Are you a perfectionist? A healthy balance of perfectionism is usually a good thing. As a professional, you want to give 100 percent at your job. You want to make sure that your clients and all key stakeholders are happy and that any task you are handed is completed to high standards. But for some professionals with perfectionist tendencies, this can provide extra stress. The need to create perfection at every turn starts to impact your productivity, stopping you from getting things done and leading to a string of missed deadlines., Gradually it starts to impact your sleep and health, thereby turning you into an irritated nagging individual.
Like so much in life there’s a balance to achieve, a level of output quality that you can live with and those around you are happy is at times good to go with. If you’re struggling to control your own perfectionism, here’s how to rein it back in.
Use your skill set wisely.
Perfectionists have a special skill set that allows them to provide high quality, and a high level of detail at their jobs. While we all have some level of perfectionist tendencies, some find it harder to control the tendency than others. Determine when it is appropriate for you to use your perfectionist tendencies to their full potential.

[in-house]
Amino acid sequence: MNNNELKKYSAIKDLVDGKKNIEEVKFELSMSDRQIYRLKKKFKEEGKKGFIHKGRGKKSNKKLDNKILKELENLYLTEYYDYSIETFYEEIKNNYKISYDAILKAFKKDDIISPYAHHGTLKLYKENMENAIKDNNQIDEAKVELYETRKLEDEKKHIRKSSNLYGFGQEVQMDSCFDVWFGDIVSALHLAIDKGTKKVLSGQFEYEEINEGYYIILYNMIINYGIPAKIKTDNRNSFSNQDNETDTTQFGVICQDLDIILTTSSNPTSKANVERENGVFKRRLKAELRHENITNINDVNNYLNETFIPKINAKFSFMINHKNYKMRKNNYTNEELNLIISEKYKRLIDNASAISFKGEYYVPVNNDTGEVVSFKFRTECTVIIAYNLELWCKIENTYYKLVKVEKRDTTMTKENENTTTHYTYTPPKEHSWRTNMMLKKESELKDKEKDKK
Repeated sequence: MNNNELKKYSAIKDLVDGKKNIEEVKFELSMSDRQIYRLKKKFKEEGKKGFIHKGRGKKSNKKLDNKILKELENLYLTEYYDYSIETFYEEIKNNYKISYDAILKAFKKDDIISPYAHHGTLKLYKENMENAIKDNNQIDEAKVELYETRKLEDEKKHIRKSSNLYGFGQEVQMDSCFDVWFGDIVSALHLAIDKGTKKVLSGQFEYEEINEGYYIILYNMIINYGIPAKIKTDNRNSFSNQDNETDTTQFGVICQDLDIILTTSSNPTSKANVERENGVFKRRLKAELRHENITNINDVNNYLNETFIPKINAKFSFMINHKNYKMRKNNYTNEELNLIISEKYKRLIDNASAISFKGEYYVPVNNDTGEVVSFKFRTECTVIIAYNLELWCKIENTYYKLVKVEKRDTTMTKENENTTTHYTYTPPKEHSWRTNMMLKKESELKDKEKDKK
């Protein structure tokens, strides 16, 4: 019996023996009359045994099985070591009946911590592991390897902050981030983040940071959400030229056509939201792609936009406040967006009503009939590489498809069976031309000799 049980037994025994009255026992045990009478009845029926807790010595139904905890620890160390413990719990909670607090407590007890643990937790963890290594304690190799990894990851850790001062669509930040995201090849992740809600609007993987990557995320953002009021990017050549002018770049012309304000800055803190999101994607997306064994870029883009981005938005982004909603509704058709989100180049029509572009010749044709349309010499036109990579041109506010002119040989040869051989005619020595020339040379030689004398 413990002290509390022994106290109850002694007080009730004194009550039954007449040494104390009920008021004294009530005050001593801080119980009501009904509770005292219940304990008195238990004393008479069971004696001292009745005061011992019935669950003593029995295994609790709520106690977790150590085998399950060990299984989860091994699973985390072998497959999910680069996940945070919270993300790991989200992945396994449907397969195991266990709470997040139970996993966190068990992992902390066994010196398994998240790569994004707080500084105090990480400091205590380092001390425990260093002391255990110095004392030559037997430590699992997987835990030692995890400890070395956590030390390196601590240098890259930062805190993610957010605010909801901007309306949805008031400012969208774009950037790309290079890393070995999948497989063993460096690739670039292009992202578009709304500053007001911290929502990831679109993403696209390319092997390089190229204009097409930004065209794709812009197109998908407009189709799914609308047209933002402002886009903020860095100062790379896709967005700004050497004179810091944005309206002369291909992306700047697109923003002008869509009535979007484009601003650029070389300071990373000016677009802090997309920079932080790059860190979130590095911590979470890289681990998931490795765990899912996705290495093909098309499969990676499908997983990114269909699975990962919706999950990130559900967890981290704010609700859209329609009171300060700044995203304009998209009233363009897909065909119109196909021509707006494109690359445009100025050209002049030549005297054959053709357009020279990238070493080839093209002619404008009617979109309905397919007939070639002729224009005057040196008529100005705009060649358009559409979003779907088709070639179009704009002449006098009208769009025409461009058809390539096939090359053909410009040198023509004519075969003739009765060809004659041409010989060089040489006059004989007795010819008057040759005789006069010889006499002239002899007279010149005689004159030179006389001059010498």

Learning to say No.
There are positive and negative ways to say no, of course, so learn how to turn down work that you can’t handle with grace, professionally and positively.
Stick to the objective in Hand.
Most of the time the important thing is getting things done, something finished, rather than aiming for perfection. At the end of the day every task is different. Some projects demand total perfection, others are more forgiving and just need to be done to a standard that’s good enough. Knowing the difference can change a perfectionist’s life for the better. Having a solid, detailed brief and a strict timescale for a project helps perfectionists reel themselves in and keeps other people’s expectations under control.
Learning to delegate
It is just not possible to do everything on your own. Delegating to other people has considerable business value. Making them feel trusted and respected, helping them to grow in their role, feel more confident and take their skills to the next level. It’s really important not to criticize colleagues whose work is less than your version of perfect.
Knowing everyone is different
It’s important to understand that everybody is different. When you understand other people’s motivations and working styles, it helps you treat people with more respect and also helps you dial down the enormous amounts of pressure you apply to yourself.